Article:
Nature and Causes of Deterioration in Fruits and Vegetables
Nature and Causes of Deterioration in Fruits and Vegetables
Owing to high moisture content and tender nature vegetable pose characteristics post-harvest problem. High moisture content makes it difficult and expensive to conserve vegetables as dry products. They bruise easily and are metabolically active then the durables. The characteristics significantly limit the storage life of vegetables and postharvest life may therefore, only a few days.
A loss estimation is a tedious and in perishable the estimation are not as precise as they are in the durable commodities. The losses are highly locality specific and level of loss acceptable in rural market differs greatly from that acceptable in commercial post-harvest sector. Nevertheless, expert with long experience in the field have estimated 20 to 30 % losses in fruits and vegetables under Indian conditions. The loss estimations for onion (16-30%) , Tomato ( 20-25%) , Cabbage ( 37%), Cauliflower ( 49%) and Lettuce (62%) in developing countries have been reported.
A) Primary Causes of Losses:
i) Mechanical Losses:
Besides causing damage, bruising and cracking make the vegetable more prone to attack by organisms and significantly increase of water loss and gaseous exchange. Many a times, the mechanical received by the vegetable due to the pressure thrust during transportation, though not visible, leads to rupture of inner tissues and cells
And such produce is degraded faster during the natural senescence process. Processing operations such as spillage, abrasion, excessive polishing, peeling or trimming add to the loss of the commodity. Puncturing of the containers and defective seals amount to mechanical spoilage.
ii) Physio- biochemical Losses:
In fresh vegetables, transpiration and respiration and sprouting of tuber and bulb vegetables lead to direct food loss. The loss is accounted towards senescence process and represents major component of post harvest losses. The process is unavoidable. Post –harvest rooting in tuber vegetables, seed germination greening of potatoes leading to production of harmful compounds, and toughening and spongyness in green beans, sweet corn, carrot, radish that represents physiological loss through are not significant components of post harvest loss, down the quality of the vegetables. The undesirable chemical reactions between compounds presents in food such as Maillard reaction, fat autoxidation energy catalyzed reactions lead to significant losses. Contamination of vegetables with harmful substances such as pesticide or obnoxious substances makes the whole, lot inconsumable. Chemical reaction between canned vegetables and the container lead to spoilage of the pack.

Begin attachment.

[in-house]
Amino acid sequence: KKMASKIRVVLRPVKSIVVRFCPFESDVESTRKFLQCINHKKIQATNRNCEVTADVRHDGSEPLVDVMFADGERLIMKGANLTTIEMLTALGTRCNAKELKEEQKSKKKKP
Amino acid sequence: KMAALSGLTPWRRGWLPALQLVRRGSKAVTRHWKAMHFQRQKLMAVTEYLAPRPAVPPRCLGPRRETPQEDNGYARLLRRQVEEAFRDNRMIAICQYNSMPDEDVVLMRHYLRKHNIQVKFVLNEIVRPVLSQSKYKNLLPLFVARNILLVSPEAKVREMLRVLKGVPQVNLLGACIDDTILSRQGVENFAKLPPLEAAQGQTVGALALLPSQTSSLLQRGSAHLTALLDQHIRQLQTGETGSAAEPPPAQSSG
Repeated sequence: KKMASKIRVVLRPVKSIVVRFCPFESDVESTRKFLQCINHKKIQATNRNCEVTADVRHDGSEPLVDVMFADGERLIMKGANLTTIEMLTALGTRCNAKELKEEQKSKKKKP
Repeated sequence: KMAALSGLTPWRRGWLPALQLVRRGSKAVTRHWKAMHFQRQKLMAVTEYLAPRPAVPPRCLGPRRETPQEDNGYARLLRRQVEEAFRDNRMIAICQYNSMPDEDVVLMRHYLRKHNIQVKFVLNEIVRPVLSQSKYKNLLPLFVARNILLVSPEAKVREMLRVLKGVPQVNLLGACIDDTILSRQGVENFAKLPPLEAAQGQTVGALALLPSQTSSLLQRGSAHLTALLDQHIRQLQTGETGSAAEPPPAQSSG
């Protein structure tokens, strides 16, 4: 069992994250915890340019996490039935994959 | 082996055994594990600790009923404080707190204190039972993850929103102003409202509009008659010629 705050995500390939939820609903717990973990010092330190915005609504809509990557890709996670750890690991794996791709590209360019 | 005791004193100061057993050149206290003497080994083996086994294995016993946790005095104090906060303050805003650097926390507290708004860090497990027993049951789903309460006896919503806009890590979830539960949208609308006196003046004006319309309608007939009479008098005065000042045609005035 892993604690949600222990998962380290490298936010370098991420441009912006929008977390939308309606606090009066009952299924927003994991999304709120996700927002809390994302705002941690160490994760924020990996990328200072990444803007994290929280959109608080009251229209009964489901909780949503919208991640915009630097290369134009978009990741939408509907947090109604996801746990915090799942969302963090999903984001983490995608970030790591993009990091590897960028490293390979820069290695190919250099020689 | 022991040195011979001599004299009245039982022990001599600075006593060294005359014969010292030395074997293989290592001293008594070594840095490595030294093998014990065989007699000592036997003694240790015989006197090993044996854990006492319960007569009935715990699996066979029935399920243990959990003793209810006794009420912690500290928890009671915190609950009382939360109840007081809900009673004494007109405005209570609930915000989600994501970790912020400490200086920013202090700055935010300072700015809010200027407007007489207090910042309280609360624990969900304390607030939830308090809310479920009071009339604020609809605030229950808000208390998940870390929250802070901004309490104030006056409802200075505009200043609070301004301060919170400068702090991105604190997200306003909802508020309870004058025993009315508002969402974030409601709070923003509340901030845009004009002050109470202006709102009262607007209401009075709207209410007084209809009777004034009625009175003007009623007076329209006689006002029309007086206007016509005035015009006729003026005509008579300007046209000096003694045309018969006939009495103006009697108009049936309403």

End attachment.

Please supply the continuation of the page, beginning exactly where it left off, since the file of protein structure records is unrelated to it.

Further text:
iii) Microbial Losses:
Like any other food, vegetables are prone to microbial spoilage caused by fungi, bacteria, yeasts and moulds. A significant portion of losses of vegetables during post harvest is attributing to disease caused by fungi and bacteria. Succulent natures of the vegetables make them easily invadable by the organism. Besides attacking fresh vegetables, the organism also caused damaged to canned and processed products. Many serious post-harvest diseases of fresh vegetables occur rapidly and cause extensive breakdown of the commodity sometimes spoilage the entire package. It is estimated that 36% of the vegetable decay is caused by soft rot bacteria.